When should it matter whether or not your mother was born Jewish? That’s the question we at JOI found ourselves asking after receiving a mass email from Aish NY about an upcoming “Young Professionals in Entertainment” mixer here in New York City. The application form has a series of standard questions like name and address, plus an essay box asking what field of the entertainment industry you’re in—but also included the question “Was your mother born Jewish?” This question seems oddly out of place.
Ostensibly, the event is about “innovative networking for uniting Jewish Young Professionals in the Entertainment industry,” and includes a dinner where you change tables three times for the three courses, allowing you to meet and mingle with different people at each new table. If the sole rationale for the event is professional networking—as the marketing would have us believe—the question about participants’ mothers is irrelevant. Perhaps there is an additional unwritten rationale, to get young Jews to meet and marry each other, and the question about mothers’ religion then becomes one of Orthodox authenticity as to “Who is a Jew.”
We don’t object to Aish trying to facilitate marriage among young Jews, but this is an example where their normally sophisticated marketing not only falls short, but actually delivers an exclusionary message despite their claims to be a pluralistic outreach organization. Will Aish disqualify an “applicant” from the event if his or her mother was not born Jewish? When we called to find out, the answer was quite simply, yes. We were told it’s the policy that “all participants must have a Jewish mother.” If the applicant’s mother was not born Jewish but had an Orthodox conversion or if the applicant himself or herself had a similar conversion, they can register. But if the conversion was under the auspices of a Conservative or Reform rabbi, the applicant must put that on the registration form and the folks at Aish will “have to talk to their rabbis.”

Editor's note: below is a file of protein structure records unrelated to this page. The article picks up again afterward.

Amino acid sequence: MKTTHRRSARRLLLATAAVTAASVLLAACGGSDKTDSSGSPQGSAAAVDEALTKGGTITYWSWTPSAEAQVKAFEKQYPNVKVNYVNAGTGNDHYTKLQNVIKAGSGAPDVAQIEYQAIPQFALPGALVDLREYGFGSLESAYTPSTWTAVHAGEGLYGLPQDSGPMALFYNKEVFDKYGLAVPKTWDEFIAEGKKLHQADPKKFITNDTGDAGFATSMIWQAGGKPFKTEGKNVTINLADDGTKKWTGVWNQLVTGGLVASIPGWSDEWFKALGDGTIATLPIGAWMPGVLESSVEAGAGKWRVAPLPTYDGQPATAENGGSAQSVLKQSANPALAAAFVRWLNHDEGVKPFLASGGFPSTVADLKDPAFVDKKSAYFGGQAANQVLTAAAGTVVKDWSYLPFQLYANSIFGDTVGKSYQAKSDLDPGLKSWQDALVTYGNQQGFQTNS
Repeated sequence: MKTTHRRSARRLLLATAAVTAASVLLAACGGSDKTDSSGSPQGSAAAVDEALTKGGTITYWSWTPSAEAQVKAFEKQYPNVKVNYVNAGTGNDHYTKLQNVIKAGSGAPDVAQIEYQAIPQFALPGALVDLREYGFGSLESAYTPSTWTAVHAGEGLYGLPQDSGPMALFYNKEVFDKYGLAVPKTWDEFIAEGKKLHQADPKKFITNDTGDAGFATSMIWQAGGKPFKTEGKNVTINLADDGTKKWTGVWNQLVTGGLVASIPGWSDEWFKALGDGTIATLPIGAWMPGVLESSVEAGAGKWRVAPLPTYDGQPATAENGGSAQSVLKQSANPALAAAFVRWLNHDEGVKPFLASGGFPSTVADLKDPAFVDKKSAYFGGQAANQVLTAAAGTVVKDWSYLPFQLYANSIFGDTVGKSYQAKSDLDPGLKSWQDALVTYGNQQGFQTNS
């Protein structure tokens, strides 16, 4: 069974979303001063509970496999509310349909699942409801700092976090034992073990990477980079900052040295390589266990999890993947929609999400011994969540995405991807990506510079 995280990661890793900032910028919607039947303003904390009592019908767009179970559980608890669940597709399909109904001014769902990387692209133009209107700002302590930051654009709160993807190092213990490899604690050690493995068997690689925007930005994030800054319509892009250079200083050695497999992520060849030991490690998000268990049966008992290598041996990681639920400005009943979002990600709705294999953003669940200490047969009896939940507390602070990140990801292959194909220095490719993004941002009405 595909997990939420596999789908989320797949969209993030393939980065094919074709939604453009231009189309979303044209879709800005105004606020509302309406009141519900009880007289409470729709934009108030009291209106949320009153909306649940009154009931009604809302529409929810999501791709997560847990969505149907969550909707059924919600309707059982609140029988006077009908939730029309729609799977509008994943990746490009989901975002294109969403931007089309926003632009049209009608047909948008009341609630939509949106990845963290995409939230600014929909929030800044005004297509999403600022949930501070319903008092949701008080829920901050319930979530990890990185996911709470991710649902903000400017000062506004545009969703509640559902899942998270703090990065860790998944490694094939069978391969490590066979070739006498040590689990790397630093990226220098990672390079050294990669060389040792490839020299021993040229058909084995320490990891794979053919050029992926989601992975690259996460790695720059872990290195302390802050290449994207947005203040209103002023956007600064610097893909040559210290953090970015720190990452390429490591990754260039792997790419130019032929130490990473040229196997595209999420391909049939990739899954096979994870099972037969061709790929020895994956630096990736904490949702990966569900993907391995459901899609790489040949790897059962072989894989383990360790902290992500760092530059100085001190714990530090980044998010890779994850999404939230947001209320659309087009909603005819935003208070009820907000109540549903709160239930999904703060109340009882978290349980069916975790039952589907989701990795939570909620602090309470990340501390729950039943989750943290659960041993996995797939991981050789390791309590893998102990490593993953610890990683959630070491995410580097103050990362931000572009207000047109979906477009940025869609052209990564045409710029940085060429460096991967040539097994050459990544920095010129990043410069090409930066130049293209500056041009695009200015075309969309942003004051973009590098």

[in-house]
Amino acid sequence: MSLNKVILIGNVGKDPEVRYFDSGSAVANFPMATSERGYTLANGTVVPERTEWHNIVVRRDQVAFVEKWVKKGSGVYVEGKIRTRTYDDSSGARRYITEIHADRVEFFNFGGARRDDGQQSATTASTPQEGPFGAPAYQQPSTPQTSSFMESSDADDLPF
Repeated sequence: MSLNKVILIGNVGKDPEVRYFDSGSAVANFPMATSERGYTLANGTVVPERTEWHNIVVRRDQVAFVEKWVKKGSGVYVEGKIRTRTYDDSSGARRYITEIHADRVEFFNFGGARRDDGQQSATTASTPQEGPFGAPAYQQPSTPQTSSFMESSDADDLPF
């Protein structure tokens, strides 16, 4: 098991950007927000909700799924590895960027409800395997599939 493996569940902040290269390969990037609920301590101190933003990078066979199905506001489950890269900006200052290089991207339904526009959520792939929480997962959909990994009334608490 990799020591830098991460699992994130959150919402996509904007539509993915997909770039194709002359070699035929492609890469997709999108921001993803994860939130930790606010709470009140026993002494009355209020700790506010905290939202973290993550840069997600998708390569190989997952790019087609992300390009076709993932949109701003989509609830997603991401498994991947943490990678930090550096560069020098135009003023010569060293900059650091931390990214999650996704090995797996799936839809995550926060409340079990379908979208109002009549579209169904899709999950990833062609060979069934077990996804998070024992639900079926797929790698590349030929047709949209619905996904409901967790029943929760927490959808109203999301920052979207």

These requirements are nowhere to be found on the registration page. We only learned this after calling. Imagine how many people end up disqualified for a professional networking event because Aish doesn’t recognize their Jewish background. If Aish has a definition of “Jewish” when they say their event is for “Jewish Young Professionals,” they should simply define who they consider Jewish rather than ask a question that creates doubt, confusion and self-consciousness among a substantial percentage of their stated target audience. At the very least, Aish should include an explanation of why they’re asking the question. But the ethical thing to do would be to simply state who is eligible for this event, period, rather than make people jump through hoops.